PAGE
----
The Tokyo Olympic marathon came up on 21st of October 1964. " It was very humid and none of us warmed up much .I fully believed that Brian would be there about's at the finish. His pedigree said nobody would run away from him. He was perspiring before the start and I had a stitch so, I had to start quite slow. When we made the turn i was already 21/2 minutes behind Bikila (At the 25,000m point the order was:- Bikila 1:16.40; Jim Hogan 1:16.50; Ron Clarke 1:18.02; Tsuburaya, Joszef Sutoe, Mamo Wolde 1:18.44; Kenji Kimihara 1:19.21; Billy Mills 1:19.25; Brian Kilby and Basil Heatley on 1:19.35.). Basil continues " We made the turn and Brian was  running with me. I was quite despondent and then, we  were either overtaking jogging runners or one's who were sitting by the roadside at 18 miles. If you are sitting by the roadside at 18 miles somehow, you have got it wrong!. Ron Clarke, of course, could be excused as he was more of a novice than I was at the event.  Brian and I were gradually pulling everybody back. There was a Japanese and Hungarian vest ahead of us. I knew Sutoe, as he was a good 10k runner but I knew he was not better than me at the distance. I focused on those two which took me away from Brian and I could see the worst scenario unfolding, with Japan looking to their only medal of the Games and that was, I was going to catch Tusburaya in the Stadium near the finish. By instinct when I saw him I grabbed a couple of seconds lead on him which I kept till the finish. Coming through in the marathon like that either works for you or it doesn't and it was a help to have had the experience of training and  racing for fifteen years."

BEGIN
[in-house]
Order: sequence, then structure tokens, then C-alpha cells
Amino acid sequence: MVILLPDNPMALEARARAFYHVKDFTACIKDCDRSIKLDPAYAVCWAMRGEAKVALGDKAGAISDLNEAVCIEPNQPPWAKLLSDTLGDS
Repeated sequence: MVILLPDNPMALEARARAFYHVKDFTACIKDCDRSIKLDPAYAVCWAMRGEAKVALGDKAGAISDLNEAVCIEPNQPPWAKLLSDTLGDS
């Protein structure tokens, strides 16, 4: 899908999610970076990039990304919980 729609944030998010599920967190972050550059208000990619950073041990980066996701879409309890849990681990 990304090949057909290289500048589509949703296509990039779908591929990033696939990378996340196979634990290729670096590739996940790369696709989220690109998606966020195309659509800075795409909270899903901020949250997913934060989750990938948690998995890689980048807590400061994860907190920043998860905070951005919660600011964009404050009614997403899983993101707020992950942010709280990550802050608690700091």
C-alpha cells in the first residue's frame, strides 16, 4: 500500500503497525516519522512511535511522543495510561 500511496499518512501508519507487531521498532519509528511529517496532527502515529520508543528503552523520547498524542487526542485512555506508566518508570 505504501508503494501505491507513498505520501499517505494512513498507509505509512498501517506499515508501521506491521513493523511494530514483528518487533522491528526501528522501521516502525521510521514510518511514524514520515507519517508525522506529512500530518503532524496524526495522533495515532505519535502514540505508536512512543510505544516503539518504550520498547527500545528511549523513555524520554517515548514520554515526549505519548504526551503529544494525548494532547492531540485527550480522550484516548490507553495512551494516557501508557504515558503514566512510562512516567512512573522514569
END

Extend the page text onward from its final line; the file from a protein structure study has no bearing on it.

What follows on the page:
'I NEVER CALL MYSELF A MARATHON RUNNER'
That was what Basil Heatley told me even though he had achieved an Olympic silver medal.
' I felt really at home doing cross-country more so than road or track. I was temperamentally suited more to being a Winter runner than a Summer racer. I think had there been half marathon races in existences when I was running well that would have been my best road distance. '
   'It was while I was at Melton Mowbary doing my thee years of National Service, I was befriended by an elderly gentleman who insisted I should do the marathon.. I ran one in 1956 in the Midland Chamnpionships and won it at a jog. I defended my Midland title at Coventry in 1957 and, had to run much harder to beat Tommy Buckinhgam of Leamington. Those two times I did in around 2:36 and 2:31. I made up my mind not to run another one after looking around the changing room and seeing the state of the finishers.-NO More! Untill 1963 the year before the Olympics in Tokyo that I came to the reluctant conclusion I was never going to make it on the track so I put my house in order to see about the marathon.'